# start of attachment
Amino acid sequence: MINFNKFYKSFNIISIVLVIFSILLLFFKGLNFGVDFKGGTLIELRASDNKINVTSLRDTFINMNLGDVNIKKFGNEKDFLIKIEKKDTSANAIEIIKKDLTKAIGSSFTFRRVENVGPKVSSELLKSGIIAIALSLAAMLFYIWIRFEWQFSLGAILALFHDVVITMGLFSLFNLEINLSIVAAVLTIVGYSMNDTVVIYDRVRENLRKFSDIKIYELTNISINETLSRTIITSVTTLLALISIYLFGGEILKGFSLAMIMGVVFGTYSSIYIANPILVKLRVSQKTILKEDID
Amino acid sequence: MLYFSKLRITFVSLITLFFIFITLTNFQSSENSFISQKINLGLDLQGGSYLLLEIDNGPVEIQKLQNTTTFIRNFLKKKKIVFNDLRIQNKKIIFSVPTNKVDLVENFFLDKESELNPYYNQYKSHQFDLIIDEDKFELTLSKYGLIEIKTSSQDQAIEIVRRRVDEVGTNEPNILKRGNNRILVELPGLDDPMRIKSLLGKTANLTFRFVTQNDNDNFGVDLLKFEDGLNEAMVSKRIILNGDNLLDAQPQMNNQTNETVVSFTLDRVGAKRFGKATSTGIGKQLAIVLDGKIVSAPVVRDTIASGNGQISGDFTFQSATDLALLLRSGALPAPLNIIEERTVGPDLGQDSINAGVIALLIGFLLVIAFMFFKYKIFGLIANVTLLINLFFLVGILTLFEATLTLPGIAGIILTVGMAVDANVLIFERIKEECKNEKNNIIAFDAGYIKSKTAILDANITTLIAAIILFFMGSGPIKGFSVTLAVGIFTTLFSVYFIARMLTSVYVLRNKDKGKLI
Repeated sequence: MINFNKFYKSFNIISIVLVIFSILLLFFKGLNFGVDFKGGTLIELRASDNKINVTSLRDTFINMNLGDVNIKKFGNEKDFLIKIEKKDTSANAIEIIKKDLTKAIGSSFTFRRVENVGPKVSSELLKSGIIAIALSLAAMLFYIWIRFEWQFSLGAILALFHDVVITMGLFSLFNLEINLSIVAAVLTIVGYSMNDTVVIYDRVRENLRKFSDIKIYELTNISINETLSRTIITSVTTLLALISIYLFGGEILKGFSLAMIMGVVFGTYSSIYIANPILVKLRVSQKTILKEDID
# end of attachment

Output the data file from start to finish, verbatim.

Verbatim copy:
Amino acid sequence: MINFNKFYKSFNIISIVLVIFSILLLFFKGLNFGVDFKGGTLIELRASDNKINVTSLRDTFINMNLGDVNIKKFGNEKDFLIKIEKKDTSANAIEIIKKDLTKAIGSSFTFRRVENVGPKVSSELLKSGIIAIALSLAAMLFYIWIRFEWQFSLGAILALFHDVVITMGLFSLFNLEINLSIVAAVLTIVGYSMNDTVVIYDRVRENLRKFSDIKIYELTNISINETLSRTIITSVTTLLALISIYLFGGEILKGFSLAMIMGVVFGTYSSIYIANPILVKLRVSQKTILKEDID
Amino acid sequence: MLYFSKLRITFVSLITLFFIFITLTNFQSSENSFISQKINLGLDLQGGSYLLLEIDNGPVEIQKLQNTTTFIRNFLKKKKIVFNDLRIQNKKIIFSVPTNKVDLVENFFLDKESELNPYYNQYKSHQFDLIIDEDKFELTLSKYGLIEIKTSSQDQAIEIVRRRVDEVGTNEPNILKRGNNRILVELPGLDDPMRIKSLLGKTANLTFRFVTQNDNDNFGVDLLKFEDGLNEAMVSKRIILNGDNLLDAQPQMNNQTNETVVSFTLDRVGAKRFGKATSTGIGKQLAIVLDGKIVSAPVVRDTIASGNGQISGDFTFQSATDLALLLRSGALPAPLNIIEERTVGPDLGQDSINAGVIALLIGFLLVIAFMFFKYKIFGLIANVTLLINLFFLVGILTLFEATLTLPGIAGIILTVGMAVDANVLIFERIKEECKNEKNNIIAFDAGYIKSKTAILDANITTLIAAIILFFMGSGPIKGFSVTLAVGIFTTLFSVYFIARMLTSVYVLRNKDKGKLI
Repeated sequence: MINFNKFYKSFNIISIVLVIFSILLLFFKGLNFGVDFKGGTLIELRASDNKINVTSLRDTFINMNLGDVNIKKFGNEKDFLIKIEKKDTSANAIEIIKKDLTKAIGSSFTFRRVENVGPKVSSELLKSGIIAIALSLAAMLFYIWIRFEWQFSLGAILALFHDVVITMGLFSLFNLEINLSIVAAVLTIVGYSMNDTVVIYDRVRENLRKFSDIKIYELTNISINETLSRTIITSVTTLLALISIYLFGGEILKGFSLAMIMGVVFGTYSSIYIANPILVKLRVSQKTILKEDID